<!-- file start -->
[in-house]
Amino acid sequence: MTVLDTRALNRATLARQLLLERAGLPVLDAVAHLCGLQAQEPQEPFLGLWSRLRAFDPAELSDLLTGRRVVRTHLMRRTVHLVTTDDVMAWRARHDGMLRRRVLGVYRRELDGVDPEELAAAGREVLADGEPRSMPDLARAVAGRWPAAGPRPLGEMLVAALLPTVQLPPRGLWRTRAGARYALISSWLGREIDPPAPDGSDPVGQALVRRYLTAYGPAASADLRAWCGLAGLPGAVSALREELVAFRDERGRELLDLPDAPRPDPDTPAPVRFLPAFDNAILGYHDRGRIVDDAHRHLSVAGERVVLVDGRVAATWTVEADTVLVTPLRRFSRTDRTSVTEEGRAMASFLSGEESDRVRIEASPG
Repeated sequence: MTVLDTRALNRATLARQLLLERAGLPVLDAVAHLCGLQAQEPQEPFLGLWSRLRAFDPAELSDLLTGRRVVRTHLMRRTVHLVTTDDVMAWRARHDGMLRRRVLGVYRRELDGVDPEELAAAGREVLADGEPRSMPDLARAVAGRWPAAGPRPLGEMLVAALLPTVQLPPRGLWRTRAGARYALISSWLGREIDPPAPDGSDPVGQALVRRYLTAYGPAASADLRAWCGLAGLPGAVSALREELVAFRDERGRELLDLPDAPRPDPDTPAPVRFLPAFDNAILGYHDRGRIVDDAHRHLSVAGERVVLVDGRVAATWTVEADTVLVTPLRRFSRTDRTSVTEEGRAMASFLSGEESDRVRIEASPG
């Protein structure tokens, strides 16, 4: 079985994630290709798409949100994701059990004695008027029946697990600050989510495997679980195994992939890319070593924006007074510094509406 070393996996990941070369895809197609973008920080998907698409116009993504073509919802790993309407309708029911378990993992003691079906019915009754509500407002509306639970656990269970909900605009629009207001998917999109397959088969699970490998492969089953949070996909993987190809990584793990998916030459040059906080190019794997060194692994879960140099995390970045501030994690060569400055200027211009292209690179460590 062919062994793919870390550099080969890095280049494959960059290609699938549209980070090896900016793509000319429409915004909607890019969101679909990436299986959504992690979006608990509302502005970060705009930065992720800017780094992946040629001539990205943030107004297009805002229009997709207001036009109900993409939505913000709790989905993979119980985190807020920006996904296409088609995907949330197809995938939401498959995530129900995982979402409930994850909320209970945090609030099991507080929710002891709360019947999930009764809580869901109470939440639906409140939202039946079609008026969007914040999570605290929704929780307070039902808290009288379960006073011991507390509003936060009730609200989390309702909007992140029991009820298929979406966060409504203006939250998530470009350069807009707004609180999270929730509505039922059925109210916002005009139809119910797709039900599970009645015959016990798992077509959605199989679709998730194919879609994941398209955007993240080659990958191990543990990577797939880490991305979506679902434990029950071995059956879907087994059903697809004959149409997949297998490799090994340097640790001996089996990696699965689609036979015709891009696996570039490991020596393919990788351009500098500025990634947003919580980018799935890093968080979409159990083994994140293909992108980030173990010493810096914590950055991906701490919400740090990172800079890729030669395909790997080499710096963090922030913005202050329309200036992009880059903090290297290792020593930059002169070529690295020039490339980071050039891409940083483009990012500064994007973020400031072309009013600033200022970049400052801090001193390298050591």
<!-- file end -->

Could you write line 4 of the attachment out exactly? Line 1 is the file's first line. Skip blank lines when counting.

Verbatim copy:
């Protein structure tokens, strides 16, 4: 079985994630290709798409949100994701059990004695008027029946697990600050989510495997679980195994992939890319070593924006007074510094509406 070393996996990941070369895809197609973008920080998907698409116009993504073509919802790993309407309708029911378990993992003691079906019915009754509500407002509306639970656990269970909900605009629009207001998917999109397959088969699970490998492969089953949070996909993987190809990584793990998916030459040059906080190019794997060194692994879960140099995390970045501030994690060569400055200027211009292209690179460590 062919062994793919870390550099080969890095280049494959960059290609699938549209980070090896900016793509000319429409915004909607890019969101679909990436299986959504992690979006608990509302502005970060705009930065992720800017780094992946040629001539990205943030107004297009805002229009997709207001036009109900993409939505913000709790989905993979119980985190807020920006996904296409088609995907949330197809995938939401498959995530129900995982979402409930994850909320209970945090609030099991507080929710002891709360019947999930009764809580869901109470939440639906409140939202039946079609008026969007914040999570605290929704929780307070039902808290009288379960006073011991507390509003936060009730609200989390309702909007992140029991009820298929979406966060409504203006939250998530470009350069807009707004609180999270929730509505039922059925109210916002005009139809119910797709039900599970009645015959016990798992077509959605199989679709998730194919879609994941398209955007993240080659990958191990543990990577797939880490991305979506679902434990029950071995059956879907087994059903697809004959149409997949297998490799090994340097640790001996089996990696699965689609036979015709891009696996570039490991020596393919990788351009500098500025990634947003919580980018799935890093968080979409159990083994994140293909992108980030173990010493810096914590950055991906701490919400740090990172800079890729030669395909790997080499710096963090922030913005202050329309200036992009880059903090290297290792020593930059002169070529690295020039490339980071050039891409940083483009990012500064994007973020400031072309009013600033200022970049400052801090001193390298050591």